Leading cause of hospital deaths

While sepsis is the top cause of hospital deaths nationwide — and the most costly condition these facilities address — hospital systems that have focused on improving outcomes have shown “remarkable and replicable results,” according to the Rory Staunton Foundation For Sepsis Prevention, which pushed for the New York law and is now working to implement state-based policies nationwide.

Personal stories regarding the impact of sepsis have also affected Bennett, who met with Ciaran Staunton, Rory’s father, in 2014. His son died after a scrape he suffered in a basketball game became infected and medical professionals failed to diagnose and treat the resulting sepsis in time. Bennett also talked with a 32-year-old Gloucester County woman who ended up temporarily paralyzed after an infection caused by a kidney stone grew into sepsis.

In conjunction with the proposed rule change, the DOH plans to launch a public education campaign to increase awareness of sepsis among the public. Many are not aware of the condition and its dangers, and patients need more information so they can ask healthcare professionals, “Could it be sepsis?”

The NJHA sepsis project has also focused recently on developing tools to help hospitals better engage patients and family members in the effort to improve sepsis outcomes, the NJHA’s Davila explained. The group produced brochures, videos, and other materials for hospitals to share with visitors concerned about the condition and is working with nursing homes and other long-term health providers to reduce hospital re-admissions related to the condition, she added.

The NJHA sepsis collaboration will be the focus of an annual member-education event in September, Davila said; the NJHA institute has been asked to lead a national hospital focus group with more than 4,000 members devoted to reducing sepsis.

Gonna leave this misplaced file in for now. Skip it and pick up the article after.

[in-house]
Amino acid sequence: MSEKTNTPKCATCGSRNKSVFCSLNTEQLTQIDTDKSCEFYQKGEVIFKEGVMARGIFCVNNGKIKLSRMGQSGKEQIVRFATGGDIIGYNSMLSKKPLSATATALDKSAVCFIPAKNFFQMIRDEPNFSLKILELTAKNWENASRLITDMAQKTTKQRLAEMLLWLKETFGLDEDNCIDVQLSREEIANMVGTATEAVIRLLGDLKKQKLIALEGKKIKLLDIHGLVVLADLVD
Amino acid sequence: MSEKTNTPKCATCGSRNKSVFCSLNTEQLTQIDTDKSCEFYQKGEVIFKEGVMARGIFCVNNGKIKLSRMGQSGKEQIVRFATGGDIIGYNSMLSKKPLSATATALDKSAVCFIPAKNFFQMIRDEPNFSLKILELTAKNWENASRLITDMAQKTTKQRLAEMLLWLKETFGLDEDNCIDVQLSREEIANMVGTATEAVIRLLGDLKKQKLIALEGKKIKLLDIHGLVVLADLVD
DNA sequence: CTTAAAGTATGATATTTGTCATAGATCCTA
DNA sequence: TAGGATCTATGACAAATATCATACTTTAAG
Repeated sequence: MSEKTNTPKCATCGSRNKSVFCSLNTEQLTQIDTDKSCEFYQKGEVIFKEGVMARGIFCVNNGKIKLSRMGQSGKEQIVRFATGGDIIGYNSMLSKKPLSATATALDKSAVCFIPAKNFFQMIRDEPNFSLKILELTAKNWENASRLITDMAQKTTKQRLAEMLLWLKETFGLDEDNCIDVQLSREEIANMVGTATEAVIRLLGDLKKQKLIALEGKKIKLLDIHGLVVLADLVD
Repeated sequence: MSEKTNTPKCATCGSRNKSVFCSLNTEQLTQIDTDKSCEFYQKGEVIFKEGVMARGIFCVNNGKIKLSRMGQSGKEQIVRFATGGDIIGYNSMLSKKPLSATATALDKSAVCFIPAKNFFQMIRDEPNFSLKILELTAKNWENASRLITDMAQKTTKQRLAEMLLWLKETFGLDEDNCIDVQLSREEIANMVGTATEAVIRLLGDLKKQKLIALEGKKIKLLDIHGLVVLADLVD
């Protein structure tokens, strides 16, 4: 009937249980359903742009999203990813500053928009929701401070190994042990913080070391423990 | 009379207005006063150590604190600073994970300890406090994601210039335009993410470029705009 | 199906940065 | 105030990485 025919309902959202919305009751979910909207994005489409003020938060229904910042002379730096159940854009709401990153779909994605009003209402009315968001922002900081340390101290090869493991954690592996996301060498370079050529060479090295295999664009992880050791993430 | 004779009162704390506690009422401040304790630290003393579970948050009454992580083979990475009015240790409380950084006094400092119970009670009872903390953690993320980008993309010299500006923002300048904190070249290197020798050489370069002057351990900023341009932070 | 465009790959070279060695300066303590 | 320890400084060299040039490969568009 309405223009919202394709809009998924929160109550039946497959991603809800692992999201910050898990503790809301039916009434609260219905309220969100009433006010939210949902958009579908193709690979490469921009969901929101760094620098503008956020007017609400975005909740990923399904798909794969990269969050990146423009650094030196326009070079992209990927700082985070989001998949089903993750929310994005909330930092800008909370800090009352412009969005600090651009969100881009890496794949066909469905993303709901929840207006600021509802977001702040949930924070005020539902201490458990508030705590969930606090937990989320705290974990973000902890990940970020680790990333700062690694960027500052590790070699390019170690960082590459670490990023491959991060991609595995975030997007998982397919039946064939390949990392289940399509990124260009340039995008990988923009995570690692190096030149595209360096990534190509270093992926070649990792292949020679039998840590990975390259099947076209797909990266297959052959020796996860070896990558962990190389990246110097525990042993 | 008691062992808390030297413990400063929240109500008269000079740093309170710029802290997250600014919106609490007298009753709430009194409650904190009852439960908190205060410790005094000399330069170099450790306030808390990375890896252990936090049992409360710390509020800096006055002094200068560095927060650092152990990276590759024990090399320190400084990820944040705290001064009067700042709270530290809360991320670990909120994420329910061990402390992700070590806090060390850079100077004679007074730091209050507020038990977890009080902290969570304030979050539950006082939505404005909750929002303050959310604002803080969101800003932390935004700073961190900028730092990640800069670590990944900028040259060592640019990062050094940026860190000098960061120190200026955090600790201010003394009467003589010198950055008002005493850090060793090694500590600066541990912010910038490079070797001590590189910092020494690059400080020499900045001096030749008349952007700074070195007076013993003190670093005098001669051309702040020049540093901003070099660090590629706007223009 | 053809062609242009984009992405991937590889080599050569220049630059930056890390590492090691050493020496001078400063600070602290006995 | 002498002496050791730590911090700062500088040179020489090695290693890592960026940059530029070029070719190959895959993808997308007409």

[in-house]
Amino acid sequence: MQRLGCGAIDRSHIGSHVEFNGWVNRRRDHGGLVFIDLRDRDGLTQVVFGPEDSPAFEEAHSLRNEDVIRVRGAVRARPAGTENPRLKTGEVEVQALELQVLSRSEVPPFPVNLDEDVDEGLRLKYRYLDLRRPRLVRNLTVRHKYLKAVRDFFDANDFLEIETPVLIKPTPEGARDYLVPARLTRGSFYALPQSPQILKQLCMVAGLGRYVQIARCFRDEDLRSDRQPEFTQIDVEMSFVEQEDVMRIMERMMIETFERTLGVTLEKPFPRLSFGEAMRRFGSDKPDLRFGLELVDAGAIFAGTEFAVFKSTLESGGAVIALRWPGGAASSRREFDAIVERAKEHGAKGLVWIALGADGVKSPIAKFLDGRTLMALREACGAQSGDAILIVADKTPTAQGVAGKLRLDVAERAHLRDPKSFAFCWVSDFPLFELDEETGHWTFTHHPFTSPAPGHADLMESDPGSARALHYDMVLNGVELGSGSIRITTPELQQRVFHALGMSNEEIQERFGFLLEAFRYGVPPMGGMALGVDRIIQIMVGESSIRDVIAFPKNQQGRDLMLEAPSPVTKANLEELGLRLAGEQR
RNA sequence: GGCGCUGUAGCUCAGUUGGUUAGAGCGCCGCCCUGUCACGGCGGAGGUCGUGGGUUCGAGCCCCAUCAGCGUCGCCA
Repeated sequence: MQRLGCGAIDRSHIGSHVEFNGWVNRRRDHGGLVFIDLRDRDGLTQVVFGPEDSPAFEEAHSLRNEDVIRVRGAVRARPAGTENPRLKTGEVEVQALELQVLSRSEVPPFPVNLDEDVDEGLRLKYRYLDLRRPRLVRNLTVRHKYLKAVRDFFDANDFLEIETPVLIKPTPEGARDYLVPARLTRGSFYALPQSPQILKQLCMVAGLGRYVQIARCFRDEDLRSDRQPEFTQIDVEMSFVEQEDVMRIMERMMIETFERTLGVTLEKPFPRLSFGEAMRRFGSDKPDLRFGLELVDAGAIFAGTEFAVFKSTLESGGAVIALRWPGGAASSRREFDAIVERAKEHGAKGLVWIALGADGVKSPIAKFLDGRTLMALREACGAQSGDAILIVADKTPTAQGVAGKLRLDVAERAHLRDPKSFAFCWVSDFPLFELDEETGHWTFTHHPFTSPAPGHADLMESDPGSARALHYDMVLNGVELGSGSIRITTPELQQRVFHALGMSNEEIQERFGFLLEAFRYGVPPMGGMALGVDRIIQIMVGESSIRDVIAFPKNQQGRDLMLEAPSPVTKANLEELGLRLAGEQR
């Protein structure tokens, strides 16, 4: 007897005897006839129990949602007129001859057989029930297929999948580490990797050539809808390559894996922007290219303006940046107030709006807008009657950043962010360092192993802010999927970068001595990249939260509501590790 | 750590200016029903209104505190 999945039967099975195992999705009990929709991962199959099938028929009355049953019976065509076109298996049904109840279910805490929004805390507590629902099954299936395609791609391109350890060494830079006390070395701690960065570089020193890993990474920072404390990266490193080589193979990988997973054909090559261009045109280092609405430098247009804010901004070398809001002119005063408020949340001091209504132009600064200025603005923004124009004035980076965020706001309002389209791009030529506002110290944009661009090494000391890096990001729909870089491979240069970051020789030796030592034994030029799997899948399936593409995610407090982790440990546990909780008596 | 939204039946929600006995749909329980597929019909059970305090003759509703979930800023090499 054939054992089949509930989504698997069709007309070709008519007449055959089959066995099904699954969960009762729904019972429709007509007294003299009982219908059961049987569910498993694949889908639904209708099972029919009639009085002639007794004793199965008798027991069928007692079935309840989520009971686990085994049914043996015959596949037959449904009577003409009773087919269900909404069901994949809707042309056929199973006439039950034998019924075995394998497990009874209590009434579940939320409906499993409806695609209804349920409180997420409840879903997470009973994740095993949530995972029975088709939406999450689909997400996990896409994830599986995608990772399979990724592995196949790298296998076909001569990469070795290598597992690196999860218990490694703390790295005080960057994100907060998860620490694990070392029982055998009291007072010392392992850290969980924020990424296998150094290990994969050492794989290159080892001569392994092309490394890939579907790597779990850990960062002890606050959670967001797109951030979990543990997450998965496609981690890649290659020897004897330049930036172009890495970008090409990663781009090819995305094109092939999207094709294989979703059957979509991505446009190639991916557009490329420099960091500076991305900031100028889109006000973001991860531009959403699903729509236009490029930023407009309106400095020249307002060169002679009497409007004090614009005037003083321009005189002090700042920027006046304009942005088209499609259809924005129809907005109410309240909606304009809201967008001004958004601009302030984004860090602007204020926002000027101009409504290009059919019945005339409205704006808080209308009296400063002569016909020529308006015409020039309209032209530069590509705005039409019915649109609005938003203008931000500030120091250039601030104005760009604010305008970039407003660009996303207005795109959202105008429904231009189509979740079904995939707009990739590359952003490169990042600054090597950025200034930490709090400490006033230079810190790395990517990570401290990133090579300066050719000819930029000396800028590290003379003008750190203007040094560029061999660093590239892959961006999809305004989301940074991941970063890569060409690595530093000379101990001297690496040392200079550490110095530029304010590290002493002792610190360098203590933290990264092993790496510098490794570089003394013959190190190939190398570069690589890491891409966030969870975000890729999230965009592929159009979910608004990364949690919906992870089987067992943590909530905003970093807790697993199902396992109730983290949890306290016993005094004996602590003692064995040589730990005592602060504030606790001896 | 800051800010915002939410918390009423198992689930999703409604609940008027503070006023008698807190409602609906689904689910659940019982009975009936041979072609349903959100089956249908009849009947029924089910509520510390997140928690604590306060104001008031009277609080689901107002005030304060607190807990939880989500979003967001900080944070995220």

“I think hospitals (in New Jersey) are in a great position,” she said, with protocols for screening and treatment in place at most. The declining number of occurrences of sepsis at these facilities is one of several patient safety indicators that suggest the Garden State’s efforts are paying off.

The DOH’s proposed rule change would require hospitals to “establish, implement and periodically update” proven protocols to quickly identify and treat patients with sepsis, or the more dangerous form of septic shock. It would require hospitals to train certain staff in these protocols by a specific date and to document this education process.

“Sepsis is treatable if addressed as a medical emergency. Early identification and prompt treatment of sepsis is critical to survival,” the proposed rule states. “Recent studies and quality-improvement initiatives demonstrate that the single most-important factor in reducing mortality and morbidity from sepsis is early detection with timely administration of treatment.”

“To the extent sepsis can be avoided or its impact minimized, sepsis unnecessarily compounds the economic burden on the available resources to care for the State’s growing aging population, and correspondingly reduces the resources available to serve persons of all ages who are disabled for reasons other than sepsis,” the proposal continues.

As models for sepsis protocols, the DOH recommended several sources for hospitals seeking to develop their own evidence-based guidelines, including the Surviving Sepsis Campaign that served as a blueprint for the NJHA collaboration, the Hospital Improvement Innovation Network, and the National Quality Forum.